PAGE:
Personally, I’m not a big fan of Halloween. I liked it when I was seven or eight years old and it meant lots of free candy, but as I’m too old to go trick-or-treating and don’t even want to eat that much candy, it’s not a “holiday” I get excited about anymore. That being said, Halloween is not commonly celebrated in Slovakia, and I wasn’t the slightest disappointed to miss it this year. (Okay, okay, the costume part is kind of fun, but it’s not like anyone needs Halloween to dress up).
It turns out that Halloween isn’t the only holiday celebrated on October 31st though. Raised Baptist, the little I know about the Reformation is what I learned in history in school, but among Lutheran churches (perhaps particularly among European Lutheran churches), Reformation Day is still celebrated each year on October 31st. (This is the day that Martin Luther is said to have nailed his 95 Theses for church reformation to the door of a church in Wittenberg, Germany in 1517). So yesterday, instead of donning some sort of costume and heading to a party, I went to an evening church service with my friends Miska and Milotka. The service was similar to a Sunday morning service in a Slovak Lutheran church and quite beautiful. Although I often miss the praise bands and simple services that I’m used to, there is something about liturgy and ancient hymns that reflects the beauty and holiness of God in a much more profound way.
After the service, the girls introduced me to another holiday I had never experienced before, Pamiatka Zosnulych, or All Souls’ Day. I’m familiar with the name of the holiday (the English name, at least), but I recognize it mainly as words on a calendar, not as an event or something to celebrate. In Slovakia, this is a day to remember deceased family members, and it is often celebrated over several days. As Milotka explained to me, it is similar to “Homecoming in America,” because family members living in different places often travel home to be with their family. Families visit cemeteries where their relatives are buried, and cover the graves in flowers and candles.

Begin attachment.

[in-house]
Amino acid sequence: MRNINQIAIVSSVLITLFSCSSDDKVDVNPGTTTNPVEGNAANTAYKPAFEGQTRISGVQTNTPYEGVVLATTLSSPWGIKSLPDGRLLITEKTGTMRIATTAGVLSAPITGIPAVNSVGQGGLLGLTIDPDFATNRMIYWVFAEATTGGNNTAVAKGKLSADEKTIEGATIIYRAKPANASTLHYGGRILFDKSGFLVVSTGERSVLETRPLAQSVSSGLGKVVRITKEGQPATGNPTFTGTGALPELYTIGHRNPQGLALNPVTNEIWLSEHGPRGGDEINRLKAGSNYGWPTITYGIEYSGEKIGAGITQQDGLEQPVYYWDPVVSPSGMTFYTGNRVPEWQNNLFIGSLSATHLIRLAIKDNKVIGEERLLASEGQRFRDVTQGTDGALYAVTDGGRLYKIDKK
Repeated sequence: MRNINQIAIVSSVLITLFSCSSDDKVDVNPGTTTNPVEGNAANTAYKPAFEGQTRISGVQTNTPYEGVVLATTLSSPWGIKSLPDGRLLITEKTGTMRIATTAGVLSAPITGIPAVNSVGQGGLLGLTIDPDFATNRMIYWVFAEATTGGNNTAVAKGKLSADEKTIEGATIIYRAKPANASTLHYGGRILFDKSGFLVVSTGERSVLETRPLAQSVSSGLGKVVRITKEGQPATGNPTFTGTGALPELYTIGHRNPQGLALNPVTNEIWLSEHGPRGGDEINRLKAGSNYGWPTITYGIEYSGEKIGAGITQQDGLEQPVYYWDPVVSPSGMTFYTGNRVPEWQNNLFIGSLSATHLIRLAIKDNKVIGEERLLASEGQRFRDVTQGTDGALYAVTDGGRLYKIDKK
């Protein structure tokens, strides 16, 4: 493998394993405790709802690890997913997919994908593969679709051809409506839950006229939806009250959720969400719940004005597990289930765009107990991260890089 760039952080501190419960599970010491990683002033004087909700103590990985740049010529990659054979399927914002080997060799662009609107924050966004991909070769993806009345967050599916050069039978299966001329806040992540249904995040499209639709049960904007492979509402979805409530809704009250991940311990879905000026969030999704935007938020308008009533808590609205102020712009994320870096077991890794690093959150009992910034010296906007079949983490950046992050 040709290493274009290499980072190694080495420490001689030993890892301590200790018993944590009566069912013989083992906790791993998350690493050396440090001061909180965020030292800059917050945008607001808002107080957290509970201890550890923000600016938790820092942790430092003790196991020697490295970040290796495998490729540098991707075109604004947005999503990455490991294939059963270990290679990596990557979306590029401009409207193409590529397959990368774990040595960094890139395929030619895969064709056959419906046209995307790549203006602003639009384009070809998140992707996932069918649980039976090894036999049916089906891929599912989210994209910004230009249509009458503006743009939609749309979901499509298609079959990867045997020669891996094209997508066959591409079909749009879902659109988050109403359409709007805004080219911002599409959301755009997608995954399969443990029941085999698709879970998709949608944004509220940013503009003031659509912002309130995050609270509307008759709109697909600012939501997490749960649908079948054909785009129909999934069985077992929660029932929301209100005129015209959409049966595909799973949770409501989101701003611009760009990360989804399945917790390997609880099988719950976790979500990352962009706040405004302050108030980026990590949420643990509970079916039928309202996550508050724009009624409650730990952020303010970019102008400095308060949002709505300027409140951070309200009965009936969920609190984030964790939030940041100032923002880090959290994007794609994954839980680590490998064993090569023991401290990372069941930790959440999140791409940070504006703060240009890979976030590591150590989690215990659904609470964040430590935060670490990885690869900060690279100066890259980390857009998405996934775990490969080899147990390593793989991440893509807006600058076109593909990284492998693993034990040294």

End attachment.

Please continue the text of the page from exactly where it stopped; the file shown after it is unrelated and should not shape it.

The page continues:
Perhaps “graves covered in flowers and candles” doesn’t sound especially spectacular to you, but the reality of what this looks like is unlike anything I’ve ever seen before. After the Reformation Day service, Miska, Milotka and I walked to the nearby cemetery. This did feel a little bit like Halloween, but as the idea of a dark, empty cemetery at night sounds terrifying to me, there’s no way I’d usually venture there on Halloween night! However, the cemetery was neither dark nor empty. Can you imagine a cemetery set on a rolling hill full of people, old and young, blanketed in candlelight? I was amazed at how many candles there were, and how beautiful it looked! (I really don’t think of cemeteries as pretty places, but it truly was)! I’ve included a few pictures so you can get idea, but they really don’t capture what it looked like.
I was glad to get to experience this, and it was fun to experience a part of Slovak culture that I’d never seen before. All in all, it was a unique “Halloween.”
*Second photo from http://subory.hnusta.sk/udaje/Objekty/obrazky/2008/cirkev/pamiatka-zosnulych-03.JPG